REDCap Data dictionary for MiNESS 20-28 case-control study.
Background: An estimated 1,600 babies die every year before, during or immediately after birth between 20-28 weeks’ gestation in the United Kingdom. Baby loss at this stage of pregnancy has similar impact on parental physical and psychological wellbeing to late stillbirth (>28 weeks gestation). Further, peri-viable (20-22 week) births with signs of life are inconsistently reported as miscarriages or neonatal deaths. Therefore, in this study these legally disparate baby deaths are considered together (“Early Stillbirth”). Observational studies have improved understanding of previously unrecognised potentially modifiable risk factors for late stillbirth (including supine going to sleep position) and have influenced international clinical practice. Evidence is lacking regarding how previously identified and novel exposures may relate to early stillbirth risk.
Methods: This study aims to identify modifiable risk factors for early stillbirth that are amenable to public health campaigns or adaptation of antenatal care. The study design will be a case-control study of non-anomalous singleton baby loss 20+0 – 27+6 (n=316) and randomly-selected control pregnancies (2:1 ratio; n=632) at group-matched gestations, based on the local historic gestation distribution of cases. Data will be collected by participant recall via researcher-administered questionnaire and extraction from contemporaneous medical records. Unadjusted and confounder-adjusted odds ratios will be calculated using logistic regression. Exposures associated with early stillbirth at OR ≥1.5 will be detectable (p<0.05, β>0.80) assuming exposure prevalence of 30-60%.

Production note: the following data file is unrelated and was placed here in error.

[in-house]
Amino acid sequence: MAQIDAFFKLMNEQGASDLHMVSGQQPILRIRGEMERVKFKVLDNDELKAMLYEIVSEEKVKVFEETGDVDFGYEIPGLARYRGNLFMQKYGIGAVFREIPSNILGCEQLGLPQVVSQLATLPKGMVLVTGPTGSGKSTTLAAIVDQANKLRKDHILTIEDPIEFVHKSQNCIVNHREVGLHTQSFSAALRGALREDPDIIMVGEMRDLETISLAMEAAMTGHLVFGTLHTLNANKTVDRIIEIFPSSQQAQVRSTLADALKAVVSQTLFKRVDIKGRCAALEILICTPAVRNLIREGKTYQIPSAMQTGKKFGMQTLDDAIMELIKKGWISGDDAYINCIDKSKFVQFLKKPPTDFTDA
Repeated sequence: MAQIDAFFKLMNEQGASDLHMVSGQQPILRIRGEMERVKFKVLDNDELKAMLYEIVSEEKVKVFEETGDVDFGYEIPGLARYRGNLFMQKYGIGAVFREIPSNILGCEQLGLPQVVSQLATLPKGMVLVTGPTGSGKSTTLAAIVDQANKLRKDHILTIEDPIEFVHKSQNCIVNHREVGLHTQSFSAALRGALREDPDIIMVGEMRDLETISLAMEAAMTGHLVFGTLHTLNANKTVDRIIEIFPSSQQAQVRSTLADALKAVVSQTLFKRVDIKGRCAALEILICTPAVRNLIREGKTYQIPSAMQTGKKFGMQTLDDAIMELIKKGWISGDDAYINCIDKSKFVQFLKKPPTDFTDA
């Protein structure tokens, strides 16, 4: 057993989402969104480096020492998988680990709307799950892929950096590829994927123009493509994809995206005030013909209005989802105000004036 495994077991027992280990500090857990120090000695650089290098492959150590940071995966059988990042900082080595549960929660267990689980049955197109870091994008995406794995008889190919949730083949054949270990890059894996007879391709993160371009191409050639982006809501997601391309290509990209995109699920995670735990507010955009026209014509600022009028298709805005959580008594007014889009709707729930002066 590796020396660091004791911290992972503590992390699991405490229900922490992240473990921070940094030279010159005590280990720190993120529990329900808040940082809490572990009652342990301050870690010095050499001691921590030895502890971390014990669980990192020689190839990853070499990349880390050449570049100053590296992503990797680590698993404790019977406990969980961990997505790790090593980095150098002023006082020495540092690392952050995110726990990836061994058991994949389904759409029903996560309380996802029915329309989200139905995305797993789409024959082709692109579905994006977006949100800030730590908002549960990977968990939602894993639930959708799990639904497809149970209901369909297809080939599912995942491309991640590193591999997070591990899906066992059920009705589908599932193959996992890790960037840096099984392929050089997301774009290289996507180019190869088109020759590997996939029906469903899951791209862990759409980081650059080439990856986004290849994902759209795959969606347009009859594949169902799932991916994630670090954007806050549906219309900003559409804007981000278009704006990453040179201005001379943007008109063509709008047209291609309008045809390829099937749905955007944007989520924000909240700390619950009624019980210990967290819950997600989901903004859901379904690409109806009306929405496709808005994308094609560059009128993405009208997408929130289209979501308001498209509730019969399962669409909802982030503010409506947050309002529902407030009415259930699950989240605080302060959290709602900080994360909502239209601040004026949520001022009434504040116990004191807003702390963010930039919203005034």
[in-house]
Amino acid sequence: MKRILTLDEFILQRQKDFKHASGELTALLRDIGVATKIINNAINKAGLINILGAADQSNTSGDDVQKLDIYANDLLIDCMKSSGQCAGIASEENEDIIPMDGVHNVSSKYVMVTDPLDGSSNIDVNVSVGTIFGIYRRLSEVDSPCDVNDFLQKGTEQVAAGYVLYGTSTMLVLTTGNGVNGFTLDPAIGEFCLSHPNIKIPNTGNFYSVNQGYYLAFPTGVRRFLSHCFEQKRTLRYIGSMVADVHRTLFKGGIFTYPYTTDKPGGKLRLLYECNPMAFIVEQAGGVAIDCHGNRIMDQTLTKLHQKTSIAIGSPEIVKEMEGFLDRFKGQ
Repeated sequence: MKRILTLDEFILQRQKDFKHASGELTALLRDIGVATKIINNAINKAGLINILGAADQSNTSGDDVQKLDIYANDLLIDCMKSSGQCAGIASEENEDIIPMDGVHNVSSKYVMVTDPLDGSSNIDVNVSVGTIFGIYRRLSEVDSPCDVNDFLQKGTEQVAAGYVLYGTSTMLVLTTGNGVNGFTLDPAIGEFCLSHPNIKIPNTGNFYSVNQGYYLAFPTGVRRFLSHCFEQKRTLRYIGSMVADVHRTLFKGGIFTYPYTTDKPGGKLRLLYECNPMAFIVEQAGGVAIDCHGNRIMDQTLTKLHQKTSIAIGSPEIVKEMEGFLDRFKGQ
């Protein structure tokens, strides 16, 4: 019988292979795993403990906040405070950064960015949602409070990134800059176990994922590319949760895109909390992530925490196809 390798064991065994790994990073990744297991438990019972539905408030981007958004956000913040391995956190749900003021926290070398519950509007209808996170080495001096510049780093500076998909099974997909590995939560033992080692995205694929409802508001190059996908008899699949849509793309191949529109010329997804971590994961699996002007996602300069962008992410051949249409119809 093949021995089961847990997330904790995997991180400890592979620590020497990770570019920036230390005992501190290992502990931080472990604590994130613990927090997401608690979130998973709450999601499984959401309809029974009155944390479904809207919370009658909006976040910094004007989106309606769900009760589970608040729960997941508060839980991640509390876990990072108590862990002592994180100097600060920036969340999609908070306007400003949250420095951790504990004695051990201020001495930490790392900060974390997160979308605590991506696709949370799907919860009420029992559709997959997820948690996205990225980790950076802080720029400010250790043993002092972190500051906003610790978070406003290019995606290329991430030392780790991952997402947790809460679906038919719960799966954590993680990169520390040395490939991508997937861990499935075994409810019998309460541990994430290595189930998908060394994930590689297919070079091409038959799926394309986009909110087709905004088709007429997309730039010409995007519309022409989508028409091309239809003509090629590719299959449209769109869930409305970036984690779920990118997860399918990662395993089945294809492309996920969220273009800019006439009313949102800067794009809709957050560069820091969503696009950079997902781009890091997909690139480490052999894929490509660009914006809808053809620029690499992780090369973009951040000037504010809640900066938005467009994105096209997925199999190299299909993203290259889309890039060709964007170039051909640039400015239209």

Discussion: Dissemination of information about modifiable risk factors for stillbirth in late pregnancy (including #sidetosleep) may be responsible for recent reductions in late stillbirths in the UK. Critically, there has been no reduction in early stillbirth (~40% of UK baby losses). Information about modifiable factors associated with early stillbirth is now urgently required to inform clinical practice, to assist expectant mothers/parents to reduce their baby’s risk of early stillbirth, and to help address inequalities in pregnancy outcome. This study will focus on what portion of early stillbirth risk may be mitigated by facilitating positive health exposures among expectant mothers/parents and their partners, or by adaptation of their environment or healthcare provision. Information obtained from this study will enable development of antenatal care and education to reduce risk of early stillbirth.
Trial registration: NCT06005272